>     unintended inferences.  If you mistakenly attached instanceTitle
>     to a Work, that's not an error, it just implies to a reasoner that
>     the Work is also an Instance. Much easier to just consistently use
>     bf:title that has no such inferences.
>     >>
>     [snip much]
>          If BIBFRAME is not assuming that the work title and the
>         instance title are key "definers" of the entity, then that is
>         fine. 
>     >
>     >BibFrame should not do this if it is, and therefore it is (or should be) fine. :)
>     Well, this is where we disagree. But perhaps we just have
>     different use cases. It sounds like you are warning BIBFRAME not
>     to do inferencing, but in the open world, inferencing cannot be
>     prevented. If you want to prevent inferencing on Works and
>     Instances then you need to eliminate those as classes for all
>     properties. If you want to prevent any combination of Work and
>     Instance graphs, then you have to get into some strict
>     disjointness, but which only applies when inferencing occurs.
>     Pretty ugly stuff.
>     In addition, I actually do want to be able to create a "thing"
>     that is both a bf:Work and a bf:Instance -- why? Well, why not? If
>     I'm working with bibliographic data created in DCterms or
>     something simple like <>, I see no
>     reason why I cannot express that, for purposes of sharing, as:
>     :myThing
>       bf:instanceTitle [blah] ;
>       bf:creator [blah] ;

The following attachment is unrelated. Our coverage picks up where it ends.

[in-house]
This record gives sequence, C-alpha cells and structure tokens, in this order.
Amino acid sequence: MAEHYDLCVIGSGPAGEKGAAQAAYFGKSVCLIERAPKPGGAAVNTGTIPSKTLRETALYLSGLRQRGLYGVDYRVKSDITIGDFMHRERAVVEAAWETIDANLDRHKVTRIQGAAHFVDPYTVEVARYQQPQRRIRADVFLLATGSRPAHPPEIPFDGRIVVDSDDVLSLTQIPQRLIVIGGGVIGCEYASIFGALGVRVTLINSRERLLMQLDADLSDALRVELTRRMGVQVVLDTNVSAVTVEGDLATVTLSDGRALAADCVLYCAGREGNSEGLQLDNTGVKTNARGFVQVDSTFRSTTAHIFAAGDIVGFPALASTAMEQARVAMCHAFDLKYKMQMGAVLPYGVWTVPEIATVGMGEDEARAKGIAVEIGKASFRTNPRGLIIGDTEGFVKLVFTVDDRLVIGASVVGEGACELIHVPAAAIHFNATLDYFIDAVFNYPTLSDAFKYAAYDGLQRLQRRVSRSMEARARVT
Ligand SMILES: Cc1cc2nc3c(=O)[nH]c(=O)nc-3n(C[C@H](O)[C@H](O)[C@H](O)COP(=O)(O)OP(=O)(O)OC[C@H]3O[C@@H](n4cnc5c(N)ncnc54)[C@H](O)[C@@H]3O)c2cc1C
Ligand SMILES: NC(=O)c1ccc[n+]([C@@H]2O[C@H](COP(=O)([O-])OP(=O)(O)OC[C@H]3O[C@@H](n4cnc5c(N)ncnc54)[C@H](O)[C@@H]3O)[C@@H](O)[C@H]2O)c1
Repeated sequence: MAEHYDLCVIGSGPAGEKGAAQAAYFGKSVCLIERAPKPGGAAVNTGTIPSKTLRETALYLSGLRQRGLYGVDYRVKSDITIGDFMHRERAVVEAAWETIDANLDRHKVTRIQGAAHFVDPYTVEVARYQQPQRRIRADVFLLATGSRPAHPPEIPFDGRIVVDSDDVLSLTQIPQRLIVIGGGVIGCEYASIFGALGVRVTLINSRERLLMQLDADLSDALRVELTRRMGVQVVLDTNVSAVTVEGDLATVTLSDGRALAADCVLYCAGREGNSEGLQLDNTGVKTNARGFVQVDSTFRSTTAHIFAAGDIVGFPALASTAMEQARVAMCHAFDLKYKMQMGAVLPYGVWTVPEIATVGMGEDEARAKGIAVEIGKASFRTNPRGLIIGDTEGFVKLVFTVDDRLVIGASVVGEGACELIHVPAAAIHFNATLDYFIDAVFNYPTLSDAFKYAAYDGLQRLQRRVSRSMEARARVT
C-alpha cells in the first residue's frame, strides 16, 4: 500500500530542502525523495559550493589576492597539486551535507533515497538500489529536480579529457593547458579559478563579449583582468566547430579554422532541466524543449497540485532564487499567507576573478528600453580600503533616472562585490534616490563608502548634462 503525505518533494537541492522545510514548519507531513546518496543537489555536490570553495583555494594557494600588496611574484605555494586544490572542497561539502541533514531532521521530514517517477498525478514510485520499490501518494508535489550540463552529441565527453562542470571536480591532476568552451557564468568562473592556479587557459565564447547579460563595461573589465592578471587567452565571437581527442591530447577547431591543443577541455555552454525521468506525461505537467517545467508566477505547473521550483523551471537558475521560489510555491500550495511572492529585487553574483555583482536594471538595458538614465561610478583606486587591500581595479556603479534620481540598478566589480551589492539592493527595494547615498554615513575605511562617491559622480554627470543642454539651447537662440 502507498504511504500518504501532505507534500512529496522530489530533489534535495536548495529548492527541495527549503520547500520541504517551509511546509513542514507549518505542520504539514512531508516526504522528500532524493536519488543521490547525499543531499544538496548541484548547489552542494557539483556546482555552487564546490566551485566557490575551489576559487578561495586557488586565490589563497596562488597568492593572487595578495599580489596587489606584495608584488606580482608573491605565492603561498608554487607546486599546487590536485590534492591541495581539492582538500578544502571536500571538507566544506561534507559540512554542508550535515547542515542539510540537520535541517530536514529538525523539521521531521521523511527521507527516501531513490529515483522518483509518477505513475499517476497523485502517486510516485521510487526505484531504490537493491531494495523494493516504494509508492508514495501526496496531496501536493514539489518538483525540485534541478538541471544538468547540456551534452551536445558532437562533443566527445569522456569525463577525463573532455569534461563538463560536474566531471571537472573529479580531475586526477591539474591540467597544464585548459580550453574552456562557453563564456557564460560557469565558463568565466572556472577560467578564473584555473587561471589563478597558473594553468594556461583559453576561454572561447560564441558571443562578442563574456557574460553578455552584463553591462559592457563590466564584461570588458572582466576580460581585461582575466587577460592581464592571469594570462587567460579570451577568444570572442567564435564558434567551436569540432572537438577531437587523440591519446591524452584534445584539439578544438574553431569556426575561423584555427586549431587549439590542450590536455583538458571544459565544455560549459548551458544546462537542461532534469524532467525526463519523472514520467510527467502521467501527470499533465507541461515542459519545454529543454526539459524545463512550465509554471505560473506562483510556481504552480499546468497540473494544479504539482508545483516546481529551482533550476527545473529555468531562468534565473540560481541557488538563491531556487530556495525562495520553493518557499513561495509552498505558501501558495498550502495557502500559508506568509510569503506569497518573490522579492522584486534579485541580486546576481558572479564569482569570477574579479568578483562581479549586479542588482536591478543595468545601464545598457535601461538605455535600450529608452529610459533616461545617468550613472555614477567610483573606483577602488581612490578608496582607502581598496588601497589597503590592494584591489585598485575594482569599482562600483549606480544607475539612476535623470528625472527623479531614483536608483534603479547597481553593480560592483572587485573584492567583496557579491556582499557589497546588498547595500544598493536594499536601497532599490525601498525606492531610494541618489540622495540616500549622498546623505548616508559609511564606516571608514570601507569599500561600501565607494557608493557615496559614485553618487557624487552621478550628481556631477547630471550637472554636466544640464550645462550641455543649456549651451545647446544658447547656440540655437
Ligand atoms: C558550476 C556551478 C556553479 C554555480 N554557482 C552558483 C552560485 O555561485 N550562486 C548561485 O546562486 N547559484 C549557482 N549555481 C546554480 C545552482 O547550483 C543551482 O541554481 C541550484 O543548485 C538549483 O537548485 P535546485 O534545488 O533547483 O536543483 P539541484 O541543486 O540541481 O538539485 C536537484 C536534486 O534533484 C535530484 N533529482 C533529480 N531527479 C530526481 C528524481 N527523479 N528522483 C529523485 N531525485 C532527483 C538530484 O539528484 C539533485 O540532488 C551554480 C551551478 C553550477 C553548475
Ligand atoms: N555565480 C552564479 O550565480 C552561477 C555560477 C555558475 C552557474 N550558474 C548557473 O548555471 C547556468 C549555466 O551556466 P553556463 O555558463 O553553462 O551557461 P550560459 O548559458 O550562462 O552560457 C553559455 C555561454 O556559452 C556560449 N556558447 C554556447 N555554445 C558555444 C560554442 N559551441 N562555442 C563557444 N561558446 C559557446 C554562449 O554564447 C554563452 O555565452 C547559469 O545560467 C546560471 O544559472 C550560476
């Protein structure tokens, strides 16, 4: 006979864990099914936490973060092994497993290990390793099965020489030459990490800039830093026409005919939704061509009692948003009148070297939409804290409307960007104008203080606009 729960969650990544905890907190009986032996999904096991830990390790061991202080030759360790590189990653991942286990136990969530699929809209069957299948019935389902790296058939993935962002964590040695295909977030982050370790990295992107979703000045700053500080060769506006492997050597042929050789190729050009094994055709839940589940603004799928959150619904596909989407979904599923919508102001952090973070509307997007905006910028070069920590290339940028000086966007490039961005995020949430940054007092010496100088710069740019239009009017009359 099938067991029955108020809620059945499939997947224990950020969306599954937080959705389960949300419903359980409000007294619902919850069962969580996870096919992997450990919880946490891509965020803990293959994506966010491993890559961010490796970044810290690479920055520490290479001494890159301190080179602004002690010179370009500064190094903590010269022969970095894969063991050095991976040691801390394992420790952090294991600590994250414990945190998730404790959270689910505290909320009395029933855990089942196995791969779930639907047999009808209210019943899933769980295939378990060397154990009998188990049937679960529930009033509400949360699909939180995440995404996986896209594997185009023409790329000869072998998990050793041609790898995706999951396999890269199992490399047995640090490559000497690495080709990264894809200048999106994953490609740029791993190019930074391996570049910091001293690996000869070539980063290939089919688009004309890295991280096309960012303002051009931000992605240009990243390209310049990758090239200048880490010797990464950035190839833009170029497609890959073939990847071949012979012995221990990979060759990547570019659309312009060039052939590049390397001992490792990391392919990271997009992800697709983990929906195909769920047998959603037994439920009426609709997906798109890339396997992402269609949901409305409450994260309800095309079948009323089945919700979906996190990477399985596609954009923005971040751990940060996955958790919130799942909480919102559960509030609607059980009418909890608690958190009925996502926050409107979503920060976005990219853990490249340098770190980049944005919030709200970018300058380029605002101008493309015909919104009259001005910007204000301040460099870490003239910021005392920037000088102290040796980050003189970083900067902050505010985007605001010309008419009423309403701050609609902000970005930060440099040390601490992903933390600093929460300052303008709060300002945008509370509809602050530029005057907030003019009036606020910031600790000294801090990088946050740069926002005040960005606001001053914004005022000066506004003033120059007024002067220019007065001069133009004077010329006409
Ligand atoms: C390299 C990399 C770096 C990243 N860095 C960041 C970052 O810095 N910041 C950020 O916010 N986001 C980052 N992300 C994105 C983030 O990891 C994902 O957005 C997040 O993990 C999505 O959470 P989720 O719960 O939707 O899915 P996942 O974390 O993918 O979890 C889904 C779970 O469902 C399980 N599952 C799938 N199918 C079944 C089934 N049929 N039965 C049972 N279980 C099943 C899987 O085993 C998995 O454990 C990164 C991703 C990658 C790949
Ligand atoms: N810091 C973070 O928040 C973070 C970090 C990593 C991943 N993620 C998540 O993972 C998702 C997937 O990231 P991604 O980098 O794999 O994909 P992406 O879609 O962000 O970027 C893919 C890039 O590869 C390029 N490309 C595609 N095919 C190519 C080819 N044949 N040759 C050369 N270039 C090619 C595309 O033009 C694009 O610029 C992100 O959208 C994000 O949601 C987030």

>       bf:subject [blah] ;
>       bf:publicationDate [blah] .
>     I also don't see a need to use rdf:type (or "a" in ttl) unless
>     those types provide necessary functionality. My impression is that
>     the primary use of rdf:type is to make data creators feel like
>     they've created a "record structure" or graph based on the type.
>     However, it's not the rdf:type but the identifier for the subject
>     that holds it all together, and any "thing" can be of more than
>     one type. The type, whether implicit or explicit, provides
>     semantics, not structure. My suspicion is that those semantics
>     will be rarely used because of the overhead of inferencing. At the
>     same time, I can see reasons, mainly having to do with the
>     cataloging function that FRBR was designed for, for wanting to
>     search and retrieve all bf:Work properties for a defined entity,
>     whether or not that entity has separate graphs for Works and
>     Instances. The best example of that would be combining data from
>     RDA and BIBFRAME, even though they have different definitions of
>     the bibliographic entities.
>     kc
>     -- 
>     Karen Coyle
>     [log in to unmask]  <mailto:[log in to unmask]>
>     m:+1-510-435-8234  <tel:%2B1-510-435-8234>
>     skype: kcoylenet/+1-510-984-3600  <tel:%2B1-510-984-3600>
> -- 
> Rob Sanderson
> Technology Collaboration Facilitator
> Digital Library Systems and Services
> Stanford, CA 94305

Karen Coyle
[log in to unmask]
m: +1-510-435-8234
skype: kcoylenet/+1-510-984-3600